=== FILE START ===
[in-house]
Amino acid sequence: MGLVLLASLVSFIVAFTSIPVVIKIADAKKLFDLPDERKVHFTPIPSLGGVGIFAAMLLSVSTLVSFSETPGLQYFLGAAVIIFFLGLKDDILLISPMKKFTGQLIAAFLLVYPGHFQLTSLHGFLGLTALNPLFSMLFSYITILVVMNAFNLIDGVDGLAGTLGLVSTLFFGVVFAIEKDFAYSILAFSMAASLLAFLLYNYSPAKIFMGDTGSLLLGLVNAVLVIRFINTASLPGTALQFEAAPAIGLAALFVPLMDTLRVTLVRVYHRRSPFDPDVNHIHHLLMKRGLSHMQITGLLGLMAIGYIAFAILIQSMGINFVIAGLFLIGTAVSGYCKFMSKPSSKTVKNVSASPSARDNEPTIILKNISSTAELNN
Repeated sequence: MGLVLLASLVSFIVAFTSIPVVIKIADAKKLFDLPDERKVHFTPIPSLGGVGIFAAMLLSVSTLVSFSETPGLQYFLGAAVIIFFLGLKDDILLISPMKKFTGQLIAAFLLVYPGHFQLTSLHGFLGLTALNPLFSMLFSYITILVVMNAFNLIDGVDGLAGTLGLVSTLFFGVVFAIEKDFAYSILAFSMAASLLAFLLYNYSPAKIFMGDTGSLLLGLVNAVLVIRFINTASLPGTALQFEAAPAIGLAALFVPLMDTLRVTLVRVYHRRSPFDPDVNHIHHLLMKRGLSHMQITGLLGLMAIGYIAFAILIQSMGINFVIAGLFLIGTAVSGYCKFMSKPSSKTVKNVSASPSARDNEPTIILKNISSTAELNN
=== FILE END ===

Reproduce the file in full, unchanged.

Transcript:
[in-house]
Amino acid sequence: MGLVLLASLVSFIVAFTSIPVVIKIADAKKLFDLPDERKVHFTPIPSLGGVGIFAAMLLSVSTLVSFSETPGLQYFLGAAVIIFFLGLKDDILLISPMKKFTGQLIAAFLLVYPGHFQLTSLHGFLGLTALNPLFSMLFSYITILVVMNAFNLIDGVDGLAGTLGLVSTLFFGVVFAIEKDFAYSILAFSMAASLLAFLLYNYSPAKIFMGDTGSLLLGLVNAVLVIRFINTASLPGTALQFEAAPAIGLAALFVPLMDTLRVTLVRVYHRRSPFDPDVNHIHHLLMKRGLSHMQITGLLGLMAIGYIAFAILIQSMGINFVIAGLFLIGTAVSGYCKFMSKPSSKTVKNVSASPSARDNEPTIILKNISSTAELNN
Repeated sequence: MGLVLLASLVSFIVAFTSIPVVIKIADAKKLFDLPDERKVHFTPIPSLGGVGIFAAMLLSVSTLVSFSETPGLQYFLGAAVIIFFLGLKDDILLISPMKKFTGQLIAAFLLVYPGHFQLTSLHGFLGLTALNPLFSMLFSYITILVVMNAFNLIDGVDGLAGTLGLVSTLFFGVVFAIEKDFAYSILAFSMAASLLAFLLYNYSPAKIFMGDTGSLLLGLVNAVLVIRFINTASLPGTALQFEAAPAIGLAALFVPLMDTLRVTLVRVYHRRSPFDPDVNHIHHLLMKRGLSHMQITGLLGLMAIGYIAFAILIQSMGINFVIAGLFLIGTAVSGYCKFMSKPSSKTVKNVSASPSARDNEPTIILKNISSTAELNN